During the presidential election last fall, Ohio was seen as a crucial battleground state by both the Barack Obama and Mitt Romney campaigns. Both candidates and their respective PACs spent millions of dollars on airtime for political ads, and they each frantically crisscrossed the state in last minute attempts to sway voters, including a last-minute trip to Athens by President Barack Obama.
Though the election was pretty much decided before the votes from Ohio were all tallied up, Ohio will continue to be important to future presidential elections, and in fact, is important to political events happening in the present.
Earlier this week, Gov. John Kasich expanded Medicaid coverage in the state, making Ohio the 25th state to do so. The issue is now evenly split among all states, and Ohio is the fourth state where the GOP controls both the legislative and executive branches to expand Medicaid.
Ohio’s legislature had originally voted to strip the expansion from the state’s budget, which led Kasich to resort to the unconventional method of using the Controlling Board to get around the Ohio General Assembly.
The Controlling Board is “a mechanism for handling certain limited day-to-day adjustments needed in the state budget” according to the state government’s official website. It consists of 7 members that are appointed by the Senate and the House, and almost never deals with matters as large as Medicaid expansion. This Monday, however, the Board voted 5-2 to expand Medicaid, which is estimated to benefit 275,000 adults in Ohio, according to the Kasich Administration.
Perhaps unsurprisingly, Kasich’s move drew criticism from conservatives not only in Ohio, but also across the nation. Several groups are preparing to sue the government, and Tim Phillips of the conservative group Americans for Prosperity added in an interview with the Los Angeles Times, that it was “…outrageous that a governor would then go around the elected representatives of the people and go to an unelected board.”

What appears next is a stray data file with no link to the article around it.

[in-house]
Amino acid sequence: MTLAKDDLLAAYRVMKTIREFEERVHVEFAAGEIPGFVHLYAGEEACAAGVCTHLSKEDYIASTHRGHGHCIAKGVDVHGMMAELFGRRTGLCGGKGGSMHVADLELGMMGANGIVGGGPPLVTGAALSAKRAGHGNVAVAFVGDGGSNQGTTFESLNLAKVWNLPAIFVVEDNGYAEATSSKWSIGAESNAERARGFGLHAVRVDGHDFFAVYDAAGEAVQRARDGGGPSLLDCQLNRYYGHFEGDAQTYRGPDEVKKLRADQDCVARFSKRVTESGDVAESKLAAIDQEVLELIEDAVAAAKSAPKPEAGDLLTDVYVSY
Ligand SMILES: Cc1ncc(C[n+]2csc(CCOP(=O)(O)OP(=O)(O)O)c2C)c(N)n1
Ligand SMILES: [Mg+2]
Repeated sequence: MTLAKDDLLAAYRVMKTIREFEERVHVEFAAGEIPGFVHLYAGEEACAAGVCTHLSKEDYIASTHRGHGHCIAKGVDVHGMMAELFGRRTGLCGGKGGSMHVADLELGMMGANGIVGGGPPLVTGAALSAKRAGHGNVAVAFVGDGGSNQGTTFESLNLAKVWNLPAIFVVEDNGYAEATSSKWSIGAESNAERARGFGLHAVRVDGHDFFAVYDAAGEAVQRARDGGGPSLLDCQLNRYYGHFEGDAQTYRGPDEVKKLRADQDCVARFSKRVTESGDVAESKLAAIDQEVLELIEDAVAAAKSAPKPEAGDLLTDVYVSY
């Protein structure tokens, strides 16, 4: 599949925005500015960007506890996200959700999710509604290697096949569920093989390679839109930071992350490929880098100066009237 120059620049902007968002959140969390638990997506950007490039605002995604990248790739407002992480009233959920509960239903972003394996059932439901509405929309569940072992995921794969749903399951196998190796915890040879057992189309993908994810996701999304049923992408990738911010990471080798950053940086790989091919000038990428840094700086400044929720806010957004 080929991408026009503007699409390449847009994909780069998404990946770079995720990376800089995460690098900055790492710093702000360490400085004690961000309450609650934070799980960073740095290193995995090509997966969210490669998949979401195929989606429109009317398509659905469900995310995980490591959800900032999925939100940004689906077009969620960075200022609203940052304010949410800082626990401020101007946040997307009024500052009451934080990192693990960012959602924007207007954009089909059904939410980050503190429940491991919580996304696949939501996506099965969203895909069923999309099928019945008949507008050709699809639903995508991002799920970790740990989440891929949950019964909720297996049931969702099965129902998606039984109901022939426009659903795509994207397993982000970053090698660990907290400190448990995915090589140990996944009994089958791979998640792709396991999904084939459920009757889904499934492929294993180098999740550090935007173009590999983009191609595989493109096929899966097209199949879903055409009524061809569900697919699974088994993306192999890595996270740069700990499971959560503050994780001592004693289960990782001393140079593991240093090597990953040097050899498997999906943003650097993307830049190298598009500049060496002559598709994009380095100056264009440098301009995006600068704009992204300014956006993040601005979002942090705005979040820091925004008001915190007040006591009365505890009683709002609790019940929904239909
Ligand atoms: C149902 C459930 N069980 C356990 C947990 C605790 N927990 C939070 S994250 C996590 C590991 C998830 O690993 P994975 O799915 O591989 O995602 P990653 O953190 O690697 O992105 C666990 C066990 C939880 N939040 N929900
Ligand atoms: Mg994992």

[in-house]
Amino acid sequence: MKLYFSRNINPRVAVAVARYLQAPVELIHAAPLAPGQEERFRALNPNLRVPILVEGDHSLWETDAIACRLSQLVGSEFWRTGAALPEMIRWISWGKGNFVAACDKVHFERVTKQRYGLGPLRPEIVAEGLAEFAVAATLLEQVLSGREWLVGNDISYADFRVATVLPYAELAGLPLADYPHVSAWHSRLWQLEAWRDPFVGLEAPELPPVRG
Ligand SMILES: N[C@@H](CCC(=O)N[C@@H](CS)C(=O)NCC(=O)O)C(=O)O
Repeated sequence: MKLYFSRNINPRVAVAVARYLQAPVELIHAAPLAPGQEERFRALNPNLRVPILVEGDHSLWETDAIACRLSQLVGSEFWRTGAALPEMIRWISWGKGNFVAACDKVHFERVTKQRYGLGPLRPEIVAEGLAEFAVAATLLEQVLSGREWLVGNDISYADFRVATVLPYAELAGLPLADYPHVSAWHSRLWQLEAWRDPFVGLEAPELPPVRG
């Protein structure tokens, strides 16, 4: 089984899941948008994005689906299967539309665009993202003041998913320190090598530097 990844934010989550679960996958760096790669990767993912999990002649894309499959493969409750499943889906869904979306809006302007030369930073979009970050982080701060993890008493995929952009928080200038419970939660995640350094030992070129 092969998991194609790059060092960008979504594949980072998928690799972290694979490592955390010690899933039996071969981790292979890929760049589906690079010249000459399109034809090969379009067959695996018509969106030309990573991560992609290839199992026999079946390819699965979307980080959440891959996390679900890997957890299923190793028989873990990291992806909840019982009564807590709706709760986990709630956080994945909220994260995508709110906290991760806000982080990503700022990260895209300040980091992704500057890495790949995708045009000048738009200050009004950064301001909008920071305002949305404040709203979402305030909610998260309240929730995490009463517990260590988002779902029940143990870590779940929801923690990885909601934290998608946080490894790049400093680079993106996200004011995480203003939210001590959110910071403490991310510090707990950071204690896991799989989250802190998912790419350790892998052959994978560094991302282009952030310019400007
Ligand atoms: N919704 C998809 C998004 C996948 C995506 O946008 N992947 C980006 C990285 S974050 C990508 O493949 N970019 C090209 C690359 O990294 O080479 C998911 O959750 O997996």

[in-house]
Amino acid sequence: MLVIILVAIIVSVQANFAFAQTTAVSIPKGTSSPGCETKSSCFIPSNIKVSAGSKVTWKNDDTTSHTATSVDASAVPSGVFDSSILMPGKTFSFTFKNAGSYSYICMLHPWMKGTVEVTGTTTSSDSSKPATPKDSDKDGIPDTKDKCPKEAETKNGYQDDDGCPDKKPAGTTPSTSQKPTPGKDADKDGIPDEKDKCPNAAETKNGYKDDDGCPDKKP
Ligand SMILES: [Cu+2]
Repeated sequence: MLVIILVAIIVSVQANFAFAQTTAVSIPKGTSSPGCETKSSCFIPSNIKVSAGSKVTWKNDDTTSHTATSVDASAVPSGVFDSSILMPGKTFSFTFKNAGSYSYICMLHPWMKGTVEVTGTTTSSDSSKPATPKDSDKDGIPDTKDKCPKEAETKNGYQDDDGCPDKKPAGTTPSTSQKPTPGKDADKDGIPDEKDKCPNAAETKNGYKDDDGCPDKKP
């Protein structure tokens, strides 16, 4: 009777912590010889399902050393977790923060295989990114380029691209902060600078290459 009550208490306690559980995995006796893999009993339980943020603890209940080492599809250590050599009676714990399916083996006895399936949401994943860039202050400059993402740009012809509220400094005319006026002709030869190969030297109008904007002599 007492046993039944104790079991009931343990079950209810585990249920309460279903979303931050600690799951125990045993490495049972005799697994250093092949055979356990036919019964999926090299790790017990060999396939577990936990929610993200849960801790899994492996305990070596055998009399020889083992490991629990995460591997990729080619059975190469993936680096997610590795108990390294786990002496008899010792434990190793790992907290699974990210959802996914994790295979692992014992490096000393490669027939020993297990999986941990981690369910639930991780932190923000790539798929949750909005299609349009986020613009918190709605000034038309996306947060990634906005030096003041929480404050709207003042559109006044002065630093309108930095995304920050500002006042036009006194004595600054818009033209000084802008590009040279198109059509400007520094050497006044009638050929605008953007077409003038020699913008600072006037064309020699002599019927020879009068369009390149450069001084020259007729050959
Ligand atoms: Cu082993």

Kasich was elected on a conservative platform with the support of Tea Party groups. He had previously served as a member of the House of Representatives, had been a commentator on Fox News, and briefly ran for president in 2000. As governor, he has taken very few actions to betray his conservative principles: he has cut the budgets, taxes, and managed to drop the state’s unemployment levels.
Kasich’s website featured only a brief statement about the approval, which said, “Together with the General Assembly we’ve improved both the quality of care from Medicaid and its value for taxpayers. Today’s action takes another positive step in this mutual effort.” Many public groups praised the governor’s actions, arguing that the federal government would foot the bill for the expansion for 3 years, and then 90 percent of the costs beyond that. An editorial from the Cincinnati Enquirer that was posted on the governor’s website said, “Kudos to Gov. John Kasich for having the courage to buck many of his party’s legislators and push ahead with an expansion of Ohio’s Medicaid health insurance program.”
Republicans could possibly wage a legal battle over whether Kasich has the ability to go around the legislature, since the expansion will also greatly affect Kasich’s re-election campaign next year. But for now, the decision to grant health insurance to 275,000 Ohioans remains intact.